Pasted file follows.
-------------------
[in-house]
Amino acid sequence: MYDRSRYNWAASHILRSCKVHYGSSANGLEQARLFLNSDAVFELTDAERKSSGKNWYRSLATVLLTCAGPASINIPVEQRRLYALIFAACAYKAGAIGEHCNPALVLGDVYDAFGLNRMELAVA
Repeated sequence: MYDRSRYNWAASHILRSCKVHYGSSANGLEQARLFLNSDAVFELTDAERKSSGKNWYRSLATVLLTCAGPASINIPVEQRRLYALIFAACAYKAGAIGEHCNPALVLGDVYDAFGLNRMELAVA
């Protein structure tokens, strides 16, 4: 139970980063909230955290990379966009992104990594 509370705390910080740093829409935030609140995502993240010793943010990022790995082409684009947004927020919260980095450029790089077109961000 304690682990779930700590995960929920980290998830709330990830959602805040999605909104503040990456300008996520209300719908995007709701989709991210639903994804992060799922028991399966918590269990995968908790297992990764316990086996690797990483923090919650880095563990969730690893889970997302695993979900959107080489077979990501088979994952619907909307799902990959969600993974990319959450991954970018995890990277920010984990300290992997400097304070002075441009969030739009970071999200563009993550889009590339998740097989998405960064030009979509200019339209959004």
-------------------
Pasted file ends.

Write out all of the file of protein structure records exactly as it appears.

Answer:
[in-house]
Amino acid sequence: MYDRSRYNWAASHILRSCKVHYGSSANGLEQARLFLNSDAVFELTDAERKSSGKNWYRSLATVLLTCAGPASINIPVEQRRLYALIFAACAYKAGAIGEHCNPALVLGDVYDAFGLNRMELAVA
Repeated sequence: MYDRSRYNWAASHILRSCKVHYGSSANGLEQARLFLNSDAVFELTDAERKSSGKNWYRSLATVLLTCAGPASINIPVEQRRLYALIFAACAYKAGAIGEHCNPALVLGDVYDAFGLNRMELAVA
């Protein structure tokens, strides 16, 4: 139970980063909230955290990379966009992104990594 509370705390910080740093829409935030609140995502993240010793943010990022790995082409684009947004927020919260980095450029790089077109961000 304690682990779930700590995960929920980290998830709330990830959602805040999605909104503040990456300008996520209300719908995007709701989709991210639903994804992060799922028991399966918590269990995968908790297992990764316990086996690797990483923090919650880095563990969730690893889970997302695993979900959107080489077979990501088979994952619907909307799902990959969600993974990319959450991954970018995890990277920010984990300290992997400097304070002075441009969030739009970071999200563009993550889009590339998740097989998405960064030009979509200019339209959004």